After three weeks of anxiously waiting to get a permit, my grandma finally left her home in Gaza at 4 a.m. May 22, got on a bus full of other older people and began the journey to Jerusalem. They were finally going to be able to pray in Al Aqsa Mosque, the third-holiest site for Muslims worldwide.
In an unfair twist of fate, Palestinians must seek permission from the occupiers of their former home just to visit the land that once was their own. Palestinians need permission to visit occupied Jerusalem and to pray at their own holy sites. A huge raft of rules and regulations apply, supposedly to protect Israel's “security." Even when permission is granted, after a long and drawn-out process, Palestinians from Gaza only are allowed a short visit, enough time to briefly pray in the mosque before being forcibly bussed back to Gaza.
Upon her return, I asked my grandma how old I would have to be before I would be allowed by my occupiers to visit Jerusalem.
"60 years old,” she said with a sigh. “Even if you are a day under 60 they will reject your request."
I felt hopeless after hearing this. I asked her about the “procedures” Israel made her go through on her journey. She told me her group had arrived at the Erez Crossing into Israel at 6 a.m. Palestinians must pass through an elaborate series of steel gates and narrow metal turnstiles, while unseen Israeli guards bark at them through a loudspeaker—echoing in the cavernous terminal. They then were taken through advanced body scanners, so that the Israeli soldiers could check them more thoroughly. After that came the identity checks, during which Israeli security officials, indifferently glaring from behind a thick bank of windows, monitored the process from their offices. Finally, they were allowed to enter Israel, but without their IDs and permits. It was an entirely humiliating process.
"They spoiled everything by rifling through our bags to make sure we didn't have any harmful belongings that might, in any way, threaten Israeli security,” my grandma said. “I lost a toy I’d bought for my grandson and couldn’t find my phone for some time before an Arab worker helped me to look for it. Some other people even had to throw away their food after the Israelis spoiled it."
Yet despite all of the travel troubles, my grandma continued to tell us with bright eyes of her journey to the Holy City. "A sense of awe spread into our souls as we finally passed through the Erez Crossing on our way to Jerusalem. Yet, a feeling of torment and anguish also sank deep in our hearts since it's our own land; we can't enjoy its beauty, while the occupier can."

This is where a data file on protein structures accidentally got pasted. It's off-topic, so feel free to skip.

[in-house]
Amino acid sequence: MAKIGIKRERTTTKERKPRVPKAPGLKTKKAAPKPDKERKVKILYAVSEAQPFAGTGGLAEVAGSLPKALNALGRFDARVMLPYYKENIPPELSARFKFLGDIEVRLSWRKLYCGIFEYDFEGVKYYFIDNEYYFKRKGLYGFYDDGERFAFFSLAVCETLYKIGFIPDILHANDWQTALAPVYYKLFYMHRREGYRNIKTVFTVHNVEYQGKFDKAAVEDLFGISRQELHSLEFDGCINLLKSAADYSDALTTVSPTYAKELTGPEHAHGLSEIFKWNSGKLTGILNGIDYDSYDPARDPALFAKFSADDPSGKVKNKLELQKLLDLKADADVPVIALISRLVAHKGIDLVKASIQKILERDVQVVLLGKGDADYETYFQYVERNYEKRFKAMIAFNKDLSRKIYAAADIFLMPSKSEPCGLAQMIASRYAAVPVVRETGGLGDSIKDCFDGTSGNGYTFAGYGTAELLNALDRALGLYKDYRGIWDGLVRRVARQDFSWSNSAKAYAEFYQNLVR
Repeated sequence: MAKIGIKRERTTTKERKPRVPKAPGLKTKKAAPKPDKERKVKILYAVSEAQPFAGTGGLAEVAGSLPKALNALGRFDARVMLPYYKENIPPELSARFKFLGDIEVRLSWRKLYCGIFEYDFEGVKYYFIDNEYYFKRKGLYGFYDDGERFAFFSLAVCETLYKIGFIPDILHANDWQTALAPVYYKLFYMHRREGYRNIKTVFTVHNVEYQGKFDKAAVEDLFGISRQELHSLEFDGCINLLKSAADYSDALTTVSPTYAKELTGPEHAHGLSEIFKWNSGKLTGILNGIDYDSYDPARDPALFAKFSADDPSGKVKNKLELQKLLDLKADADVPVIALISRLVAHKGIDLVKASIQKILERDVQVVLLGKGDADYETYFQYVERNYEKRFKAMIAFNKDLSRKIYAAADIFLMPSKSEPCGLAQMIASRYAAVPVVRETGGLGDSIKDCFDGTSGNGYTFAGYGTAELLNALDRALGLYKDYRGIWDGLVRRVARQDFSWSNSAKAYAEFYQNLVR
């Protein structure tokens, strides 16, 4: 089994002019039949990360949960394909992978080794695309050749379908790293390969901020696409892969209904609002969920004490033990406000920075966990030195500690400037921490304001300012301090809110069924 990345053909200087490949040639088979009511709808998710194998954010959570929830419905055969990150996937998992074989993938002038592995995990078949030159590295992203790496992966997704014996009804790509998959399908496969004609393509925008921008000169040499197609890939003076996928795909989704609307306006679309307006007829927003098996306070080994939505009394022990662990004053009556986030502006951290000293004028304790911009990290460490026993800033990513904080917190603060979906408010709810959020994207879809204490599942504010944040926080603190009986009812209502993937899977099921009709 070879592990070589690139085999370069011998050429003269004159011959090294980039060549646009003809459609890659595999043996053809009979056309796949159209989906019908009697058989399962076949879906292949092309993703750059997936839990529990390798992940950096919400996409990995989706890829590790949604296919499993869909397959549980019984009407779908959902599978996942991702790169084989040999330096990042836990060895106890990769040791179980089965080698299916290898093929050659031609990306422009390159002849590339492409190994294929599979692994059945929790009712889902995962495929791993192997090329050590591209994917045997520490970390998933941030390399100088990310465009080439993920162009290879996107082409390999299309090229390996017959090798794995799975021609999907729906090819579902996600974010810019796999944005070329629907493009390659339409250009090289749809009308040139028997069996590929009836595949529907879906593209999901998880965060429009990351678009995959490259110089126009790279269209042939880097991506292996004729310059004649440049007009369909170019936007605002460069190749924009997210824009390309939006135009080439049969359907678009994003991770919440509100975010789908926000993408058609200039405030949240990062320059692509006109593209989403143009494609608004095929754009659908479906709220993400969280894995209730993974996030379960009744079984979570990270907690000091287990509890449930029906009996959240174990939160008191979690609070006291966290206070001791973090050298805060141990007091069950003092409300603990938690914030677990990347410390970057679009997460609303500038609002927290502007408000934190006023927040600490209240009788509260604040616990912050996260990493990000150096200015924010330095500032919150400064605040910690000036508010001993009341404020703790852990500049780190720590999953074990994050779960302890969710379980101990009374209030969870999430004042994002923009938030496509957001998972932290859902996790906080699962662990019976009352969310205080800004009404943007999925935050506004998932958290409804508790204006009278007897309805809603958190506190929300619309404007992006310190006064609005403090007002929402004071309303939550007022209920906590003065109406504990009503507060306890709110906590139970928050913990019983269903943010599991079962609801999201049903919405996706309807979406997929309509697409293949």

Grandma told me how another woman on the bus said she had been crying ever since receiving her permit, so strong and deep was her longing to visit Jerusalem.
The bus drove by some of the original towns from which these elderly Gazans had been expelled in 1948 during the "Nakba" – catastrophe. Grandma described how the air seemed so fresh and the land was covered by a lush green everywhere they looked. In Gaza, there is such a shortage of water, you never see such expanses of green. It was overwhelming. They could almost taste the smell of their land and everyone on the bus was feeling nostalgic. Everything was breathtaking; it was a bittersweet experience for them all.
“Can you hide me in your bag if you have the chance to go again?" my brother Mahmoud, who is 19 years old, sarcastically wondered while she was telling us the story.
He jokes, but the thought of waiting until we are 60 years old to make that same journey seems exhausting. We have to wait for decades just to be the age Israel has decided we should be. And then wait again for Israel to give us permission to worship in our mosque in the way our Prophet Mohammed (peace be upon him) told us to. In one hadith (prophetic narration) he said: "Mounts are not saddled except to (travel to) three masjids: Al-Masjid Al-Haram (in Mecca), this masjid of mine (in Medina) and Al-Masjid Al-Aqsa (in Jerusalem)." Thus, every Muslim would love to pray in Al-Aqsa.
"One of the women had to use a wheelchair to get around," my grandma added, confirming my concerns about going as an elderly woman.
In addition to religious reasons, all Gazans have personal reasons for wanting to visit Jerusalem. For example, my grandma was desperate to see my uncle—her son—who lives in Ramallah, a city in the West Bank. She had not seen him for 15 years. "I have always wanted the opportunity to see him again," she told us. He had applied for a permit to visit Jerusalem at the same time so that he could be with her when she visited. (Yes, even Palestinians who live in the West Bank must get a permit to visit Jerusalem, even though it so very close.)
Finally, their dream to be reunited came true and my grandma got to see, touch and embrace her eldest son, his wife and their five children. She had tears in her eyes as she recounted hugging them all. This was the first time my cousins got to meet their grandmother. After that, they prayed together in Al-Aqsa Mosque before she had to leave. Their reunion didn't last long simply because Israel doesn’t allow Gazans to be there after 2 p.m. Throughout their reunion, they were surrounded by Israeli soldiers with guns.
As soon as grandma left Jerusalem, she started counting, not the days, but the years until she can get another permit to visit Jerusalem. Until then – no Jerusalem, no son, no grandchildren. Just constant waiting.
She ended her reminiscence of her visit to Jerusalem by saying, "Mararah ya sitty," an Arabic expression of desperate bitterness.
I will have to wait 37 years until I am allowed to visit to Jerusalem, which is my own land.
But Jerusalem, for you I will wait forever.
Mentor: Hanan Chehata